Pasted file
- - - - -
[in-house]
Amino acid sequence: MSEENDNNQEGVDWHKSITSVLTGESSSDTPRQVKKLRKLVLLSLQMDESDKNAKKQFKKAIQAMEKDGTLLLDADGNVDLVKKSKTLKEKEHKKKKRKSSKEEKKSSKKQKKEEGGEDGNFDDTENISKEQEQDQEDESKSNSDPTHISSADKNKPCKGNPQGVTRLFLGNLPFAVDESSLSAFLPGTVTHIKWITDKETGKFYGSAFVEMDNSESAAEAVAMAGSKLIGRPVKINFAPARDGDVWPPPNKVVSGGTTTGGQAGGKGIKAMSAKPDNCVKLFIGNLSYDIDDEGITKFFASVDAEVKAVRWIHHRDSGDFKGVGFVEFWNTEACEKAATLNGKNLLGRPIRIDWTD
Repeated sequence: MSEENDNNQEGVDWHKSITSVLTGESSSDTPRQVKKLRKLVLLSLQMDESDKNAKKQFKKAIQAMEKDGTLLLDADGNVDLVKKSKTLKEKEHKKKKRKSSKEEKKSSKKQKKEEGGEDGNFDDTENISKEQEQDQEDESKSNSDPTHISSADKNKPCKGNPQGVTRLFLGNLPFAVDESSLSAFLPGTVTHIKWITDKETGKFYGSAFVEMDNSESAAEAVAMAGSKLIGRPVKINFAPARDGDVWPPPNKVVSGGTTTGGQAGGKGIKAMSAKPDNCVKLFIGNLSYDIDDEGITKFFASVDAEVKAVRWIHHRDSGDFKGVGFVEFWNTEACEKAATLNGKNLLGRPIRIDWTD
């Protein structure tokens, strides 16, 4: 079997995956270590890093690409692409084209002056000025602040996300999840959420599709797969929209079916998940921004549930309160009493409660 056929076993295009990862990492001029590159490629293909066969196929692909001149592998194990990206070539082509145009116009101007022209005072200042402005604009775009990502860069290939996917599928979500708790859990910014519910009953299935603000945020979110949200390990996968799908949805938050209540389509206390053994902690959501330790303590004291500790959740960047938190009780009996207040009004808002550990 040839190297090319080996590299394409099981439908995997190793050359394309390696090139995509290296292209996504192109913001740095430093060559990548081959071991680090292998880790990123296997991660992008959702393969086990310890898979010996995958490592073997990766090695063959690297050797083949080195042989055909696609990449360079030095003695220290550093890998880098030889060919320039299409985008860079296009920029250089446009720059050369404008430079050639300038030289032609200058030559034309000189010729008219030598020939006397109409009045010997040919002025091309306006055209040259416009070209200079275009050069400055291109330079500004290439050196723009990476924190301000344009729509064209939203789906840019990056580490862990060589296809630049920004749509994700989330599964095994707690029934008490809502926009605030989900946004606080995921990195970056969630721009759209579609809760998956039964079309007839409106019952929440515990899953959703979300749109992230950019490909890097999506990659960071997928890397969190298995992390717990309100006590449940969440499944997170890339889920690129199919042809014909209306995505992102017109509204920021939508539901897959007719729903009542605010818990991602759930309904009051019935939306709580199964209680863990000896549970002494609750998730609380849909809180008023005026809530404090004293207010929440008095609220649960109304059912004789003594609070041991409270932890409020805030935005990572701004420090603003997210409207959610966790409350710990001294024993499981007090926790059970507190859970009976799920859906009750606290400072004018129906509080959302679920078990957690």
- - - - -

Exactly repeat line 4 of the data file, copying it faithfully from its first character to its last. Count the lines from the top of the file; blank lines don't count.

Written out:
């Protein structure tokens, strides 16, 4: 079997995956270590890093690409692409084209002056000025602040996300999840959420599709797969929209079916998940921004549930309160009493409660 056929076993295009990862990492001029590159490629293909066969196929692909001149592998194990990206070539082509145009116009101007022209005072200042402005604009775009990502860069290939996917599928979500708790859990910014519910009953299935603000945020979110949200390990996968799908949805938050209540389509206390053994902690959501330790303590004291500790959740960047938190009780009996207040009004808002550990 040839190297090319080996590299394409099981439908995997190793050359394309390696090139995509290296292209996504192109913001740095430093060559990548081959071991680090292998880790990123296997991660992008959702393969086990310890898979010996995958490592073997990766090695063959690297050797083949080195042989055909696609990449360079030095003695220290550093890998880098030889060919320039299409985008860079296009920029250089446009720059050369404008430079050639300038030289032609200058030559034309000189010729008219030598020939006397109409009045010997040919002025091309306006055209040259416009070209200079275009050069400055291109330079500004290439050196723009990476924190301000344009729509064209939203789906840019990056580490862990060589296809630049920004749509994700989330599964095994707690029934008490809502926009605030989900946004606080995921990195970056969630721009759209579609809760998956039964079309007839409106019952929440515990899953959703979300749109992230950019490909890097999506990659960071997928890397969190298995992390717990309100006590449940969440499944997170890339889920690129199919042809014909209306995505992102017109509204920021939508539901897959007719729903009542605010818990991602759930309904009051019935939306709580199964209680863990000896549970002494609750998730609380849909809180008023005026809530404090004293207010929440008095609220649960109304059912004789003594609070041991409270932890409020805030935005990572701004420090603003997210409207959610966790409350710990001294024993499981007090926790059970507190859970009976799920859906009750606290400072004018129906509080959302679920078990957690």